American Warrior

Worf
Lieutenant Commander Worf

I read a great book this week, ‘In the Land of Invented Languages: Adventures in Linguistic Creativity, Madness, and Genius’, by the linguist Arika Okrent, and while I really enjoyed it, it did have one unfortunate consequence: it interested me, against my will, in Klingon culture.

I don’t know whether you happen to be familiar with the Klingon founding myth, but I’m going to quote it to you in its entirety:

With fire and steel did the gods forge the Klingon heart. So fiercely did it beat, so loud was the sound, that the gods cried out, ‘On this day we have brought forth the strongest heart in all the heavens. None can stand before it without trembling at its strength.’

But then the Klingon heart weakened; its steady rhythm faltered and the gods said, ‘Why do you weaken so? We have made you the strongest in all of creation.’

And the heart said, ‘I am alone.’

And the gods knew that they had erred. So they went back to their forge and brought forth another heart.

But the second heart beat stronger than the first, and the first was jealous of its power. Fortunately, the second heart was tempered by wisdom: ‘If we join together, no force can stop us.’

And when the two hearts began to beat together, they filled the heavens with a terrible sound. For the first time, the gods knew fear. They tried to flee, but it was too late. The Klingon hearts destroyed the gods who created them and turned the heavens to ashes. To this very day, no one can oppose the beating of two Klingon hearts.” (Star Trek Deep Space 9, Season 6, Episode 7)

When the first Klingon heart met the second Klingon heart, they had no further need of other beings, and so they destroyed their creators and the place where their creators dwelt.

This myth is read at Klingon weddings; this is Klingon romance.  And that makes sense, because the Klingon are a warrior people.  They define themselves by their destructiveness towards non-Klingon.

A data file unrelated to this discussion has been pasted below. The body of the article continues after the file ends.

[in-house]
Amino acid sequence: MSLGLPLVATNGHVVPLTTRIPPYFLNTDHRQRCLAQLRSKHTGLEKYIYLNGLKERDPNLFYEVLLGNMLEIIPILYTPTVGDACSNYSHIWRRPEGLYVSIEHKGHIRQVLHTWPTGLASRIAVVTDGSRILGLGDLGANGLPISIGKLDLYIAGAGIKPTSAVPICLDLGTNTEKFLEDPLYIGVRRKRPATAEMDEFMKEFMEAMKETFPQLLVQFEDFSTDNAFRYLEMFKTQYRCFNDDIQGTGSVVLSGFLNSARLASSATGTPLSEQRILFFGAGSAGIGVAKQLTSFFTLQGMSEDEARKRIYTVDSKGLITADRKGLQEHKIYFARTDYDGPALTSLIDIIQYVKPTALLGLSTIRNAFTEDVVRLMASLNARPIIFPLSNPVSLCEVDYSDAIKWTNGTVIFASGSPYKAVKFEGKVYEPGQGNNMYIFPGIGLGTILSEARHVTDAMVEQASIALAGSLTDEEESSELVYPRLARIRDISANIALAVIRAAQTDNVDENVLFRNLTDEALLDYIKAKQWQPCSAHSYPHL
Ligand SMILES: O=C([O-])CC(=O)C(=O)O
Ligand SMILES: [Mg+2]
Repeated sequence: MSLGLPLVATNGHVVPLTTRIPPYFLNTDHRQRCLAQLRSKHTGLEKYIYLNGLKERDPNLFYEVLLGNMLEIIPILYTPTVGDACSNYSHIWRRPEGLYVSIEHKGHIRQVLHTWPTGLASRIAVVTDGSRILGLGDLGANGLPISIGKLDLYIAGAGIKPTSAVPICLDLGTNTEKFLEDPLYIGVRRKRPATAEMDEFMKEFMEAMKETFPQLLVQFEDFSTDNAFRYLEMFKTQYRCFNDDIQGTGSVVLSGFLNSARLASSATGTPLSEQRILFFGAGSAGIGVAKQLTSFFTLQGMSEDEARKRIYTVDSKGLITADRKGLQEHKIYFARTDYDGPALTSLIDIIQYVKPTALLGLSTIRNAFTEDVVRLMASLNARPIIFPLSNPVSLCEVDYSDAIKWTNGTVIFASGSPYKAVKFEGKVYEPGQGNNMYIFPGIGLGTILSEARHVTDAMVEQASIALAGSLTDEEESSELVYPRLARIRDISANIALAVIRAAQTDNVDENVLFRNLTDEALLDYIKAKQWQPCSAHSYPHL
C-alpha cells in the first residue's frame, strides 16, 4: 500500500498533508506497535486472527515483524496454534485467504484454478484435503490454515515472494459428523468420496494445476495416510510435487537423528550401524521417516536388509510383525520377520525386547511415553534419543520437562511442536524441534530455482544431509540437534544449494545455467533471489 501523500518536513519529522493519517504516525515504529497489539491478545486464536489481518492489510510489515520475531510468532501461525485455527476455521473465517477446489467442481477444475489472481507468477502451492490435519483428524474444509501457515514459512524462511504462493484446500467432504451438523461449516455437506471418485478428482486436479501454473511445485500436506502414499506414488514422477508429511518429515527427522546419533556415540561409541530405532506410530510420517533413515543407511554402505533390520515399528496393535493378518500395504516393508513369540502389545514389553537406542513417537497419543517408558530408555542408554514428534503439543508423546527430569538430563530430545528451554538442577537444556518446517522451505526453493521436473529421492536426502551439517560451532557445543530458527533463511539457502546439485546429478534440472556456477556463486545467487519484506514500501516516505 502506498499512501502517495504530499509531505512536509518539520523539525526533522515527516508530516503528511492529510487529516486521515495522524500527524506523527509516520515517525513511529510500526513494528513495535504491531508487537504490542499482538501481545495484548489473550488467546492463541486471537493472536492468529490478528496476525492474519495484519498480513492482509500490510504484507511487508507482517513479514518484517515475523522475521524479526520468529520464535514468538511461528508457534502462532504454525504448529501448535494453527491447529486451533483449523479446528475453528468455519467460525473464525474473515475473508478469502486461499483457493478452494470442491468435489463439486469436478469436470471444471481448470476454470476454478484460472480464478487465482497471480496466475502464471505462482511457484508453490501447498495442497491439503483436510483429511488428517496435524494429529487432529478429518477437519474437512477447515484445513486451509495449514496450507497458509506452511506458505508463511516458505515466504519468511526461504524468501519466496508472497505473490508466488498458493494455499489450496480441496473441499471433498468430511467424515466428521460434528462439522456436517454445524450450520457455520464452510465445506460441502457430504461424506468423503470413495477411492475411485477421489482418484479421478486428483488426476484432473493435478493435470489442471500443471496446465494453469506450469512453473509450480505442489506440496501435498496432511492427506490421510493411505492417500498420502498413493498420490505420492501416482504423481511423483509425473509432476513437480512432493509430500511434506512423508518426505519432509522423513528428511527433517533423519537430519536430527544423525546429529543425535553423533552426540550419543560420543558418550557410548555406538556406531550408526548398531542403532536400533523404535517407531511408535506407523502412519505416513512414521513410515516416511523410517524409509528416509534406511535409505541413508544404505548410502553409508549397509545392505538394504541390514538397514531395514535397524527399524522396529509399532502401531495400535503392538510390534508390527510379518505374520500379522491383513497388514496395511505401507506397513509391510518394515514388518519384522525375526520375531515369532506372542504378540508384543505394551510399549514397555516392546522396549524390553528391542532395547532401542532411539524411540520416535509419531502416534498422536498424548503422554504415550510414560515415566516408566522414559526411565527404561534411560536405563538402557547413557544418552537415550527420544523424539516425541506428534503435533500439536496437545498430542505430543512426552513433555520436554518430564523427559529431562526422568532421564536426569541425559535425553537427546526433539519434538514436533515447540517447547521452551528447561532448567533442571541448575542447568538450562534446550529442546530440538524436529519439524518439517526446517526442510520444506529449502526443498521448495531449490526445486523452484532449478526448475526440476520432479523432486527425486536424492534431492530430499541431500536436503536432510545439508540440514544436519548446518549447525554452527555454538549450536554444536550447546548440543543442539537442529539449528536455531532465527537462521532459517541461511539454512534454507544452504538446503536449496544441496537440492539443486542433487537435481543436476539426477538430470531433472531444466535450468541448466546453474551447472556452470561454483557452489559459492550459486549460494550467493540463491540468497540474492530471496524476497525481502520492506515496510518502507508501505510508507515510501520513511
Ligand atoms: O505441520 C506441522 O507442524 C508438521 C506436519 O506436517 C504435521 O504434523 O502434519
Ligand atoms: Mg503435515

I don’t want to do a deep dive into Klingon, but that founding myth snagged in my mind.  Founding myths are how a culture tells itself who it is, and while the Klingon aren’t real, Americans are.

And we also have a founding myth about destroying our creators.  Sure, sure, we didn’t obliterate the English and turn London “to ashes”.  And, yes, we tend to couch our myth in the language of freedom and democracy.

Washington_Crossing_the_Delaware_by_Emanuel_Leutze,_MMA-NYC,_1851
‘Washington Crossing the Delaware’ by Emanuel Leutze, from the Metropolitan Museum of Art

But our myth is a war myth nonetheless.  In fact, many of the pillars supporting our national identity are martial myths: the drive to self-determination of the Revolutionary War, the victory of pure, disinterested abolitionism during the Civil War, the manner in which we selflessly saved the world from the Nazi menace during World War II.

 

Iwo Jima
U.S. Marines raise the American flag on Mount Suribachi, on Iwo Jima, 1945

These are all myths – specifically, they are all warrior myths.  They tell the story of an invincible people who solve their problem with righteous arms and always fight for good.

I think that this is why the Klingon myth has been banging around my mind since I read it: it reminded me of my own country.  Compare these two sentiments:

“’If we join together, no force can stop us.’…To this very day, no one can oppose the beating of two Klingon hearts.”

“Three millions of people, armed in the holy cause of liberty, and in such a country that we possess, are invincible by any force which our enemy can send against us.” – Patrick Henry, Speech at the Second Virginia Convention at St. John’s Church in Richmond, March 23rd, 1775

But, of course, we are neither invincible nor righteous.  On our best day, we are a nation with feet of clay (so to speak) like any other.  We have our good moments and our bad moments.

But warrior nations must take care, because their bad moments are so often brutal.  And their myths give them permission to be brutal – they excuse brutality by hiding it behind God-given indestructibility.

But, as we bomb yet another Middle Eastern country and posture aggressively on the Korean Peninsula, it’s worth asking: must we fight always?  Are we so sure that we’re righteous?  Why do we greet every conflict with one hand already inching towards our holster?

We might remember instead the Klingon proverb: there are no old warriors.

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